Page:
First Successful Full Face Transplant With Tear Ducts

Full successful face transplant to include eyelids, tear ducts

ByABC News
July 8, 2010, 8:51 AM

Paris, July 8, 2010— -- A 35-year-old Frenchman can shed tears of joy through another person's tear ducts following what appears to be the world's first successful full face transplant including eyelids and tear ducts.

The surgery was performed in France on a man whose face was so deformed by "Elephant Man" disease that he consistently shocked passersby on the street. Doctors say the procedure holds promise for the 200-400 badly burned American GIs awaiting similar help in US military hospitals.

Face transplants have been a reality for a few years now, but the French surgical team went a step further and successfully included the eyelids, the whole lachrymal system, which produces tears, as well as the mouth.

The transplant took place on June 27 at the Henri Mondor public hospital in Créteil, outside Paris. The patient, who lives in the Paris region and was identified only as Jérôme, was suffering from a neurofibromatosis, a genetically-inherited disorder also known as "Elephant Man" disease, which had been deforming his face for years. He could no longer go out on the street without horrifyng others.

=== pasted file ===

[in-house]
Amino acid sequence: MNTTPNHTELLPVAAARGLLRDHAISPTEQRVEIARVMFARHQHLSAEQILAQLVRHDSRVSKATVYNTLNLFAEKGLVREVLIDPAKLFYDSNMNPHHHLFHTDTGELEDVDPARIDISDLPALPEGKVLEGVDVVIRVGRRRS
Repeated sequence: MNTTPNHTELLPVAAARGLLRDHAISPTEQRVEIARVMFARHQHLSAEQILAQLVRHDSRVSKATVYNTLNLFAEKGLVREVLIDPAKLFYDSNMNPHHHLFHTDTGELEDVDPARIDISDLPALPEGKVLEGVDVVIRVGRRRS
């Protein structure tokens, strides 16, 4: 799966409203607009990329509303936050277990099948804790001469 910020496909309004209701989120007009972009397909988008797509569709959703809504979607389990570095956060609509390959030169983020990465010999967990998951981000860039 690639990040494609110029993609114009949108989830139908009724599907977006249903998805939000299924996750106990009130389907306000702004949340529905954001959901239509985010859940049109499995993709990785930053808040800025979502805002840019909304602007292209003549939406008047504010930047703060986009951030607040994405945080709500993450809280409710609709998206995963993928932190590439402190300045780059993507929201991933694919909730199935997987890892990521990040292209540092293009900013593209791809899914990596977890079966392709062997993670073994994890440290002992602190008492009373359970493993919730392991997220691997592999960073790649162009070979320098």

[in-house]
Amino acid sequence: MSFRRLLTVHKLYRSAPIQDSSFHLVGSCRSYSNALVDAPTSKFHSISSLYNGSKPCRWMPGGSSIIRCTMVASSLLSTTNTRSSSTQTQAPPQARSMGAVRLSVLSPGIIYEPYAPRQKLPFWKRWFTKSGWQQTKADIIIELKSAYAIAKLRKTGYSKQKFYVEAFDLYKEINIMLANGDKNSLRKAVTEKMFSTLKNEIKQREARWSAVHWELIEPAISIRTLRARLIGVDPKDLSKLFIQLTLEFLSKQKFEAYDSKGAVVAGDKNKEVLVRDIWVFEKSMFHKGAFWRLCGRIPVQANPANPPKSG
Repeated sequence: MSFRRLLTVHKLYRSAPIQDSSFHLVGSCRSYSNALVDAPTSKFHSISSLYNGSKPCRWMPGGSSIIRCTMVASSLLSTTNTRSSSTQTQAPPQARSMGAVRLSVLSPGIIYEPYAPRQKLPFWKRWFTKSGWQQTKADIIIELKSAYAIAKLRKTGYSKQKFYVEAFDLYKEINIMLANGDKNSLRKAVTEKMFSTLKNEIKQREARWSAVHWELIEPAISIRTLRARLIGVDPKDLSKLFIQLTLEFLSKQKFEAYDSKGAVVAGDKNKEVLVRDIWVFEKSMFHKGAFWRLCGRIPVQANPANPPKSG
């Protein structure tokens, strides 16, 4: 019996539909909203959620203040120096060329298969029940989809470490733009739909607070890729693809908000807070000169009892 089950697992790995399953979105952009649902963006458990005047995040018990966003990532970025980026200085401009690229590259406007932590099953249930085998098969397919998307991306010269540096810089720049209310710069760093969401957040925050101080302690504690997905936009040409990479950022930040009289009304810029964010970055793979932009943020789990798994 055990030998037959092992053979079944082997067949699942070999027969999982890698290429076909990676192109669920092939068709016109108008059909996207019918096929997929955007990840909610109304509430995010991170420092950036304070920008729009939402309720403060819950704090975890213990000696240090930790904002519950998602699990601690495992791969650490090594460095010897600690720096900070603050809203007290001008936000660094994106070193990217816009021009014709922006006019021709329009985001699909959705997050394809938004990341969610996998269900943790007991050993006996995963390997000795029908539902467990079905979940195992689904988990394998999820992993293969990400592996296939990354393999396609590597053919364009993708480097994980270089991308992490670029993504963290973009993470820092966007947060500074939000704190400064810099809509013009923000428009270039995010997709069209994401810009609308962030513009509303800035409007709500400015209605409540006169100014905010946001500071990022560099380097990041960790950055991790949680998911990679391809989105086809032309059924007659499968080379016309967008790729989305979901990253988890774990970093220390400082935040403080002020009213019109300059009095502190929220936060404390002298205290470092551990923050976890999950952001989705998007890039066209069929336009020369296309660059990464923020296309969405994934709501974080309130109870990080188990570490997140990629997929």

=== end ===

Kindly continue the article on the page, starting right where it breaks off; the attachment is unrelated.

"What is important is that we were able to include the eyelids in the transplant. It's not just a piece of skin, but it's the whole eyelids, including the tears ducts," said Laurent Lantieri, MD, the surgeon who performed the 12-hour operation with 10 other doctors and nurses. He told ABC News by telephone, "The patient is doing very well today. He can walk, eat, he still has some difficulties to speak because he had a tracheotomy, meaning he had a tube in his windpipe and it's a bit swollen."

As is typical in any face transplant, the patient's body is likely to reject his new face although he has not experienced a rejection so far, doctors said. A rejection will be treated with immunosuppressant medication.

"He gave me the thumps up," said Lantieri of the patient's reaction when he saw his face in the mirror for the first time after the operation. "He is very grateful."

"The most difficult part of the operation was to connect the tear duct that goes through the bone," Lantieri explained. "We had to develop a method to be able to accomplish this."

The recent surgery marks the first successful operation of its kind. Lantieri and his team performed a similar transplant on a badly burned patient a year ago, but the patient died of complications. "We transplanted the face and both hands to this patient," he recalled. "Today, we've resolved the problems we did not think we would have encountered at the time."